Performance wise it looks like Flash IS faster then HTML5 and Javascript:

    Here are some counter points to Steve’s letter:

    The truth is somewhere in the middle. Adobe can do more to make Flash truely open. ActionScript is based on JavaScript so the tech nologies in question are more similar then different. Just open source Flash and end this non-sense

  94. Jack says:

    @Dean Hachamovitch

    "Microsoft is deeply engaged in the HTML5 process with the W3C."

    –Then you known that there isn’t a recommended CODEC. Why are you forcing this on the general public and on the rest the people working on HTML5

    "In its HTML5 support, IE9 will support playback of H.264 video only."

    –A very shortsighted decision. How about the audio part? How about your own CODECs? Are they too under less clear licensing rights? How about your own operating systems that lack H.264 support? You talked about Win7, but what about WinVista and WinXP?

    "H.264 is an industry standard"

    –That might be, but it’s not a web standard, it’s was not approved by the W3C. Nor it’s open. You have to license it to make a implementation. And you have to pay for *creating*, *playing* and *distribution* (although *distribution* royalties on the web have been delayed until 2016). That’s not open. W3C requires royalty-free technology!

    "…developers can rely on the H.264 codec and hardware acceleration support of the underlying operating system, like Windows 7, without paying any additional royalty."

    –But only for playing and only for Win7. So how about other purposes and how about WinVista and WinXP? Your zero-tolerance towards allowing any other CODEC is stupid!

    You cannot state that you support openness and then act by moving in the opposite direction, unless you like been called a hypocrite…


    H.264, MPEG-4, Theora, Vorbis, Speex, FLAC, Dirac codec and Ogg, Matroska containers.

    <em>IE9 will support playback of H.264 video only.</em>

    So, how exactly is Microsoft "deeply engaged in the HTML5 process with the W3C"?

  96. "The future of the web is HTML5."

    Great to hear that, but isn’t your decision to only support a codec that requires royalties anti-competitive towards free (as in gratis) software?

    I think you should support as many codecs as you resonably can using standard content negotiation and MIME headers. You should then auto-install codecs from your servers if the client doesn’t have the particular one.

    Please reconsider.

  97. Brian LePore says:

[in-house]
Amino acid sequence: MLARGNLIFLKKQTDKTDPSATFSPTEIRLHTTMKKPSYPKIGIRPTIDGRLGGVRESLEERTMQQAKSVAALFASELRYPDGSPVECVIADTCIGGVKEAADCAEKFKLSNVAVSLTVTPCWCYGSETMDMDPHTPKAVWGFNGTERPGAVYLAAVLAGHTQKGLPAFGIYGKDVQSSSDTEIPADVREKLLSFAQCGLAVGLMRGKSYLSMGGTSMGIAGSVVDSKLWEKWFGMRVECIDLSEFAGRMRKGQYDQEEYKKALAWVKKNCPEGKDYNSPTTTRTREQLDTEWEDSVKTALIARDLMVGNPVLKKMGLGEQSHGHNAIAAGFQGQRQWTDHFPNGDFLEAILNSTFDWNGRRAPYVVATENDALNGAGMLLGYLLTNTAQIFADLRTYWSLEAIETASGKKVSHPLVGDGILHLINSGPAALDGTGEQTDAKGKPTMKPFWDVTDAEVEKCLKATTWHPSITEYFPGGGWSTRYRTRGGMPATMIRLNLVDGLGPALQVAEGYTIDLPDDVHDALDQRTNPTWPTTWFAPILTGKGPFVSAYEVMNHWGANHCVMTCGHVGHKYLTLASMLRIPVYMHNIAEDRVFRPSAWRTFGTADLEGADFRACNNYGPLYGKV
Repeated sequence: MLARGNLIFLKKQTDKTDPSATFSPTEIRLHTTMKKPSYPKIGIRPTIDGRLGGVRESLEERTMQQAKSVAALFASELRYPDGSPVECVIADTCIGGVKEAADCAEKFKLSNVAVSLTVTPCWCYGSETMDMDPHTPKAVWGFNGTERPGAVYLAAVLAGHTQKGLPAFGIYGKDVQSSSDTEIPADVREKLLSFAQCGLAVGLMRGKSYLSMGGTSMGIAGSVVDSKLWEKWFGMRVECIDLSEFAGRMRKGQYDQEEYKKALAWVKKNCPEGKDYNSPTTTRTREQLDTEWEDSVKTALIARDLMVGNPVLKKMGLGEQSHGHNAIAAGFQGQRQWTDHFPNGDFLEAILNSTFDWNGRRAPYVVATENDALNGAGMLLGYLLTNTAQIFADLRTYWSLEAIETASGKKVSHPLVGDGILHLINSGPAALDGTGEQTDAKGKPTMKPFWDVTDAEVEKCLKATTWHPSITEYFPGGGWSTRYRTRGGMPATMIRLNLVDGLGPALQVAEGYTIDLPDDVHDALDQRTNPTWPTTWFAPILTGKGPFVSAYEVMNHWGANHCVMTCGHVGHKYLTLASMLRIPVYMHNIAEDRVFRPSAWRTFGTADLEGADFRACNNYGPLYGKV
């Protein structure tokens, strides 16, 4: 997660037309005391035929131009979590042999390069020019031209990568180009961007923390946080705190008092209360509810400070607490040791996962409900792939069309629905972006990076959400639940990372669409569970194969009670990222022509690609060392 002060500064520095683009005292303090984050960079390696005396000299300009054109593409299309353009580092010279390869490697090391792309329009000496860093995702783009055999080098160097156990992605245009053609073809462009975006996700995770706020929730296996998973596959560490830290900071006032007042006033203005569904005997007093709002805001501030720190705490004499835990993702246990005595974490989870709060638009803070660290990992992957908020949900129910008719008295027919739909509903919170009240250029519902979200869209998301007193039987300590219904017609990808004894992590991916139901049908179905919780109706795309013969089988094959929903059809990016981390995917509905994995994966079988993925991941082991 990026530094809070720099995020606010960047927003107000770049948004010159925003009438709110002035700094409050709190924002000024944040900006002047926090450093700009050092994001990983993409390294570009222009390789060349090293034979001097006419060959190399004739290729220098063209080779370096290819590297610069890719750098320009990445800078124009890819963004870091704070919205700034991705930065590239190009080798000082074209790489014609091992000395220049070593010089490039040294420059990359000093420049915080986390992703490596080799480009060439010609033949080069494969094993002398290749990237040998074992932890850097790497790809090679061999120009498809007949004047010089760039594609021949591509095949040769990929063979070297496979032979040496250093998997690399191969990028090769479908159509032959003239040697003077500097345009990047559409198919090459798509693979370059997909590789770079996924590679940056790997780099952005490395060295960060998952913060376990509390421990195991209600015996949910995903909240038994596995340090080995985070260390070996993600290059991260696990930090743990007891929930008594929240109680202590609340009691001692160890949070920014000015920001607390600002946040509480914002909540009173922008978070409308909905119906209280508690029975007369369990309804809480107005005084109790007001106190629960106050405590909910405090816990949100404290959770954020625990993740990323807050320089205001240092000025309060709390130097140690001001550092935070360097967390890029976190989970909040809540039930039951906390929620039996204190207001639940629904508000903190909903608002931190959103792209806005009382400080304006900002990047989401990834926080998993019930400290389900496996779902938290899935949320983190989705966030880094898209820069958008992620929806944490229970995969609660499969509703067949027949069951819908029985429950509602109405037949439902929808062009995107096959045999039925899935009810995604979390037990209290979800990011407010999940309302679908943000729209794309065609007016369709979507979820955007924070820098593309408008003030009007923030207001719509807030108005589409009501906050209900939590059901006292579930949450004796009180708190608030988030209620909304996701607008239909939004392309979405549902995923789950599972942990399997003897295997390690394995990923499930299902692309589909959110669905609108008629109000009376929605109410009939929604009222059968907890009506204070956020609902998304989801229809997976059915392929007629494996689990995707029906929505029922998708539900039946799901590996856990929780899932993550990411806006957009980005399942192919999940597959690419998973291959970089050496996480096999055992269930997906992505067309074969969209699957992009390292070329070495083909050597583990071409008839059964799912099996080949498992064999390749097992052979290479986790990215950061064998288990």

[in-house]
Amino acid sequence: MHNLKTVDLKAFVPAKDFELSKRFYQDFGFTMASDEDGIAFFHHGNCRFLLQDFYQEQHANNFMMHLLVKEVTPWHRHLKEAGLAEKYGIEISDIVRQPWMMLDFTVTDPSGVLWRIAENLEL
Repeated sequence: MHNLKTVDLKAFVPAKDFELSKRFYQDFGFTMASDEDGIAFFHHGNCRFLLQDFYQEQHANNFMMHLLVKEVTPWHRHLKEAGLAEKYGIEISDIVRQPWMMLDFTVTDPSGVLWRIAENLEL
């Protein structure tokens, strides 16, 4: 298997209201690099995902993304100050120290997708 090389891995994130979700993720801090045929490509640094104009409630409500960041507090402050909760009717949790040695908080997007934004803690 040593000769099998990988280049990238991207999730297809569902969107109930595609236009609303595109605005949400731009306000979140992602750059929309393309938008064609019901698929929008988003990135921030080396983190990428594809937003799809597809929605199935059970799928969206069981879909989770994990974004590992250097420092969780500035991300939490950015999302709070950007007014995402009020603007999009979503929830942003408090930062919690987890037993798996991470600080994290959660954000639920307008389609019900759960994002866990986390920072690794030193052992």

You are a bit mistaken in your post. Safari does not support OGG, and Opera has support for it now with version 10.5.

    Currently Chrome is the most accepting. It supports both H.264 and OGG for video and OGG and mp3 for audio (but not wave for some reason, which Firefox, Safari, and Opera 10.5 support).

    I’m interested in what Microsoft is going to support for the audio codec. I assume mp3 and maybe wave, but it would be nice to hear an official statement.

    To those begging for VP8, I do not see it happening in IE9 unless we would like to see IE9 get delayed. Maybe in an IE9.5 or IE10. Microsoft does need to make a cut off point for features at some point. Mozilla has been hurt in the past by new things coming out at the wrong time in their development cycle (e.g. the Acid2 and Acid3 tests came out to close to the release of Firefox 2 and 3 to be targeted in those releases). Google has only announced an intention to open source the license. Microsoft shouldn’t even consider supporting it until after it has officially been done, and even than that is after talking to their lawyers.

    That all being said, on your March 16th post on HTML5 and hardware acceleration Microsoft claimed that they researched the Web Standards in use by the top 7000 Web sites and set out to hit those standards. I do find this post falls against that claim as Wikipedia is surely in the top 7000 and they do not support H.264 for video, but rather OGG Theora/Vorbis.

  98. m0 says:

    What … So clearly you guys are not going to conform to "open" video format standards. What happened to OGG? Are you guys really reading what the web standards community is talking about, or your pulling another stunt?